Server vendor Dell announced plans to acquire data center network specialist Force10 Networks and outlined a converged infrastructure strategy that will take on the likes of Cisco Systems and HP.
Although Dell has a line of low-cost PowerConnect switches and sells enterprise class switches through OEM agreements with Brocade and Juniper Networks, enterprises typically turn to Dell for servers.
The company has worked to change that by building a larger architectural strategy based on acquisitions of storage vendors like Compellent and services companies like Perot Systems. But selling a third-party vendor's network gear as part of an integrated, converged infrastructure solution just wasn't compelling enough, given the integration of networking and server technologies that Cisco and HP have done with their Unified Computing System (UCS) and Virtual Connect technologies, respectively.
"When you look at Intel buying [network silicon vendor] Fulcrum Microsystems and Cisco building servers, there's a pretty clear trend here that networking and computing are coming together," said Zeus Kerravala, vice president and distinguished research fellow with Yankee Group.
Dell announces new data center architecture with Force10 acquisition
As part of the Force10 acquisition announcement, Dell executives outlined a converged infrastructure strategy: Virtual Network Services Architecture (VNSI). VNSI is built upon three "pillars," according to Dario Zamarian, vice president and general manager of Dell Networking.
The first pillar is "managing from the edge." This refers to servers and storage that are attached to the network. “The edge is where the applications and data are, so we believe intelligence on the network should be driven from the edge as well. Tying network policies to applications allows our customers to scale data centers much faster from an operational standpoint, especially with a highly automated approach from Force10," Zamarian said.
The second pillar is "flattening the network," a notion familiar to network engineers. Most networking vendors are pushing customers to abandon the traditional three-tiered data center network—core, aggregation and edge—in favor of a flatter network approach. Networks need to be more "fluid and flexible" with faster, denser switches in order to support high-performance applications and virtualization, Zamarian said.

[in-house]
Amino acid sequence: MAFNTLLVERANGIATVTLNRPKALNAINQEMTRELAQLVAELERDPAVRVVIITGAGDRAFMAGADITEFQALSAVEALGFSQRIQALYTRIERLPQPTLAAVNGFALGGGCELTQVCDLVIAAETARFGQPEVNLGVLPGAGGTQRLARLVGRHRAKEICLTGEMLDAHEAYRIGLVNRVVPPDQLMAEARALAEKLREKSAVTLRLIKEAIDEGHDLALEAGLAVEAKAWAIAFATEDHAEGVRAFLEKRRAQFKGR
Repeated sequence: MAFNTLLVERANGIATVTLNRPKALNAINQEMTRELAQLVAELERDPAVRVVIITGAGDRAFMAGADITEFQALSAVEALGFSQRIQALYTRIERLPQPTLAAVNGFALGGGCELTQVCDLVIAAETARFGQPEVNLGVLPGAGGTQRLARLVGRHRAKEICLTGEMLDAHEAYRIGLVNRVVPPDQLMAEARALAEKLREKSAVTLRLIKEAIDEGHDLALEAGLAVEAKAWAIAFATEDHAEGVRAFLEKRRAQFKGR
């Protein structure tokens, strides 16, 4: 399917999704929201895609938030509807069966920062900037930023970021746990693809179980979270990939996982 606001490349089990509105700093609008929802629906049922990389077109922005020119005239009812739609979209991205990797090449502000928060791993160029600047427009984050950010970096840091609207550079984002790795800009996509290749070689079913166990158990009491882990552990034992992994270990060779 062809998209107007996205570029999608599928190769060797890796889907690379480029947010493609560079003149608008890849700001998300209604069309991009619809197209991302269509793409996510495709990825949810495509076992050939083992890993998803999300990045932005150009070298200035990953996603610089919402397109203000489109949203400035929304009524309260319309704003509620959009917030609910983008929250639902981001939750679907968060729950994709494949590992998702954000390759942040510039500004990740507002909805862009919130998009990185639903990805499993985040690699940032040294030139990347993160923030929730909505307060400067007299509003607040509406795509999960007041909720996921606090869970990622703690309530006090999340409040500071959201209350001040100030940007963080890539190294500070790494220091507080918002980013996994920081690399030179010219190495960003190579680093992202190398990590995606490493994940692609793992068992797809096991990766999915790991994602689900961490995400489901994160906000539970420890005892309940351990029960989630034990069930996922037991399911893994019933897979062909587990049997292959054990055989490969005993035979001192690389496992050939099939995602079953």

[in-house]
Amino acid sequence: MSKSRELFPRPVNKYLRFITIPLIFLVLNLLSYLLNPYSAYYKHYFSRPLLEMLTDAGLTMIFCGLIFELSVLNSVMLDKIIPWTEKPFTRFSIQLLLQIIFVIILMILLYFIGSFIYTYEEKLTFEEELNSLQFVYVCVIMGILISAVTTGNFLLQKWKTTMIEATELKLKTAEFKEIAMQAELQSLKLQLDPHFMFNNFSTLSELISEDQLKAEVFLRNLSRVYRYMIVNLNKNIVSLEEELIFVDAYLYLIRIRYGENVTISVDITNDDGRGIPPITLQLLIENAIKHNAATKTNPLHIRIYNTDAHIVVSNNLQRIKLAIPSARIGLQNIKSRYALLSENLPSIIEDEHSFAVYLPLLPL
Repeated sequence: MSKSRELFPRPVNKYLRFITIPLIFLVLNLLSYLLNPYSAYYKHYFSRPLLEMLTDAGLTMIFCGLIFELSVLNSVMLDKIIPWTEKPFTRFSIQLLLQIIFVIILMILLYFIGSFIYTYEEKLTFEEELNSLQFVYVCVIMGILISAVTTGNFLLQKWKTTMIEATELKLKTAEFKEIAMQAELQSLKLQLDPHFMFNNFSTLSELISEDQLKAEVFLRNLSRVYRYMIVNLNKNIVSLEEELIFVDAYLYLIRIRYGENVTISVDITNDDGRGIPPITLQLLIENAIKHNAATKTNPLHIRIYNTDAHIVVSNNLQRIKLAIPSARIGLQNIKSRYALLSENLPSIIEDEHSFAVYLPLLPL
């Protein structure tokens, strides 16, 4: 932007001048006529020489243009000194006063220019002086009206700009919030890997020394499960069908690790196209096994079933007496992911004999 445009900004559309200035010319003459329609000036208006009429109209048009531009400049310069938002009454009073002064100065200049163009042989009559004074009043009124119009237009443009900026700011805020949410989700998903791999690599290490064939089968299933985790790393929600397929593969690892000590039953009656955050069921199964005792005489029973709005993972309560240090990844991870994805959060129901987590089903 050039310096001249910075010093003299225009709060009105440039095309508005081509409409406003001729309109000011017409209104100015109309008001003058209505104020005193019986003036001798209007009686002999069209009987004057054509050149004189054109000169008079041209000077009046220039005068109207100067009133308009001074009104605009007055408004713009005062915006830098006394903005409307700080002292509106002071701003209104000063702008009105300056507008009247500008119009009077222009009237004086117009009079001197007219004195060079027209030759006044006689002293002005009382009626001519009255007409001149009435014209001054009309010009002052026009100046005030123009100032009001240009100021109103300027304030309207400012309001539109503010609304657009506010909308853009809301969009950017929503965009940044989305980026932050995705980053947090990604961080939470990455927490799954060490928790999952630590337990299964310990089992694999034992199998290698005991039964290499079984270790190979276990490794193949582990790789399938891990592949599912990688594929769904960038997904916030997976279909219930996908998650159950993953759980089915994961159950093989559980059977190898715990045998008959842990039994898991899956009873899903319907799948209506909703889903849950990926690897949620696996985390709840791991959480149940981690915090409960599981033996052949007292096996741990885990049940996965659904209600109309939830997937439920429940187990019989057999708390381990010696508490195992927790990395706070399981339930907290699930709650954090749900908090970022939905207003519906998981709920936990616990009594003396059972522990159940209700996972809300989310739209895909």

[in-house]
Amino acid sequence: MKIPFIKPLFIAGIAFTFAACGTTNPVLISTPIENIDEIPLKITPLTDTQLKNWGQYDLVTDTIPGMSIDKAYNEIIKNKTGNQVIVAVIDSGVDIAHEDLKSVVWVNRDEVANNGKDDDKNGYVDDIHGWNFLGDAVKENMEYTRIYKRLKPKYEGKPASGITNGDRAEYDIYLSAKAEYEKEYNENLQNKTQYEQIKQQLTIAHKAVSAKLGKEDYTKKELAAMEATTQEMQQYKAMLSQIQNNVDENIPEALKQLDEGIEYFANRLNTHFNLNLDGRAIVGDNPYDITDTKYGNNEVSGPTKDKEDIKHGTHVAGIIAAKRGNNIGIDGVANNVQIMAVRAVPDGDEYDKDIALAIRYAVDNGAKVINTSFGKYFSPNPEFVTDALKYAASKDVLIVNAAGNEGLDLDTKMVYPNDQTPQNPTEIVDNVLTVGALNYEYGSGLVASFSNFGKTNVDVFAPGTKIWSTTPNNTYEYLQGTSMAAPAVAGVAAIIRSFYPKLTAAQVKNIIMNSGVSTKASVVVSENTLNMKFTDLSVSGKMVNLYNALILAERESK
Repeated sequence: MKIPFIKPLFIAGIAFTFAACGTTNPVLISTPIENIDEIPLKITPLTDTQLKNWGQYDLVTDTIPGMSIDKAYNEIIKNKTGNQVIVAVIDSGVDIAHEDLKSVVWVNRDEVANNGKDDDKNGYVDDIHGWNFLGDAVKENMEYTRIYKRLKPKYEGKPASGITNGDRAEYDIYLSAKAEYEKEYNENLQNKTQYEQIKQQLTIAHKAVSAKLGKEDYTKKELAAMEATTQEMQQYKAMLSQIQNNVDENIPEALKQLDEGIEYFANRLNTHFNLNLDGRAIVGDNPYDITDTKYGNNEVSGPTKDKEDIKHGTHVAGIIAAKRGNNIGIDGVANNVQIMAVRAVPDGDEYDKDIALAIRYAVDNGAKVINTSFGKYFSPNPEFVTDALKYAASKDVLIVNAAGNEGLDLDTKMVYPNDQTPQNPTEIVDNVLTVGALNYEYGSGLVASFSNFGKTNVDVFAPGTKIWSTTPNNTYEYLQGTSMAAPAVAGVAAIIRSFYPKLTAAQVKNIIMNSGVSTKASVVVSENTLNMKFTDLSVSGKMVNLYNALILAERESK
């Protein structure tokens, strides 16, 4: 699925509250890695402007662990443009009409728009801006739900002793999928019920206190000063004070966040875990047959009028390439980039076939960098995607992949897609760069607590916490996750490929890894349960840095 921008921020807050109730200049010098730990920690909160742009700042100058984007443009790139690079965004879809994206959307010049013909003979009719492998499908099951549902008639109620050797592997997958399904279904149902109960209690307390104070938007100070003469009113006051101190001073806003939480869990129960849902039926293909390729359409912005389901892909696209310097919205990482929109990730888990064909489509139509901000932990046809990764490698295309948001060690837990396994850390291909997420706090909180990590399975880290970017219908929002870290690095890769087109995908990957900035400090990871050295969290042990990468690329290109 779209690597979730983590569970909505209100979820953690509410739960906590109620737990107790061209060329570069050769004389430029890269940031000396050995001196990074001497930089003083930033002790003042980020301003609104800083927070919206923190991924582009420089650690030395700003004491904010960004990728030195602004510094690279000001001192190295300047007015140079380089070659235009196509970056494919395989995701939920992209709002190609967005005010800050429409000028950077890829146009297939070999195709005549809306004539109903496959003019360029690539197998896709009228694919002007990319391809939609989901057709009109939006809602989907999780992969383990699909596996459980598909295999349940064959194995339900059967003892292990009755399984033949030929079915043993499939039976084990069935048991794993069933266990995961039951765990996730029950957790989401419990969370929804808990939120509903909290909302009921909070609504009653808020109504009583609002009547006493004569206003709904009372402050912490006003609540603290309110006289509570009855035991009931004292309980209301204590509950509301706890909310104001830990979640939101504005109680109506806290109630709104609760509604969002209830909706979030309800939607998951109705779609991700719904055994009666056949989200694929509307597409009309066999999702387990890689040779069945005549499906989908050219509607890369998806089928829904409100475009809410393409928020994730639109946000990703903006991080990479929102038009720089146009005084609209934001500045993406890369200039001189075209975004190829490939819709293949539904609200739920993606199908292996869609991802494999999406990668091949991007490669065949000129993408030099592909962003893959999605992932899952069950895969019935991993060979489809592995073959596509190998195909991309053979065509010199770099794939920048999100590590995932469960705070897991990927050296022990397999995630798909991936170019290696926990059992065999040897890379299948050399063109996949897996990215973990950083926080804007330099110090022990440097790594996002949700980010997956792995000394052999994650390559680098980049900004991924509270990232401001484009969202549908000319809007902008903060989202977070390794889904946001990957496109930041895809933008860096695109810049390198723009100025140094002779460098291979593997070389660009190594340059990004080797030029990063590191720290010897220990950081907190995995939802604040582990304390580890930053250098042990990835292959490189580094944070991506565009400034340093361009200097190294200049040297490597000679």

The third pillar is "scaling virtualization," Zamarian said. VNSI will enable enterprises to build networks that can grow with rising demand for applications and services.
These pillars of VNSI fit well with Force10's new distributed core data center network switch, the Z9000, a 2 rack unit (RU), 2.5 Tbps switch with 128 10 Gigabit Ethernet ports. Force10 has claimed that enterprises can use multiple interconnected Z9000 switches to build a distributed data center network core that is flatter and more scalable than networks built with larger modular switches.
Force10 and Dell are both major suppliers to Facebook, and they have developed their products to support the needs of data centers with the scaling and performance requirements of Facebook and other Web giants, Kerravala noted.
"It's pretty well known that Dell redesigned its servers for Facebook," he said.
With Force10 acquisition, Dell is a data center network vendor, but enterprises want more
Dell's Force10 acquisition will boost the networking element of its data center strategy, but that doesn't address the wiring closet. Many enterprises prefer a vendor that can offer both data center and campus/access switching.
Currently, Dell covers campus switching through its own PowerConnect line, and OEM deals with Aruba Networks for wireless LAN products and Brocade and Juniper for switches. But those partnerships might be threatened in light of the Force10 acquisition. Dell executives said the company remains committed to those OEM deals where there isn't overlap with Force10, but given Brocade and Juniper's commitment to innovating in the data center with QFabric and VDX, those agreements appear doomed.
Ultimately, enterprises that buy network gear from Dell will want a single network operating system for data center and campus switches, said Rohit Mehra, director of enterprise communications infrastructure at IDC. Whether Dell unifies Force10's FTOS operating system with its PowerConnect switches remains to be seen.
In the meantime, Dell may continue shopping around for networking vendors to beef up its campus networking business. "I'd go buy Extreme Networks," Kerravala said. "The big volume in networking is at the edge."
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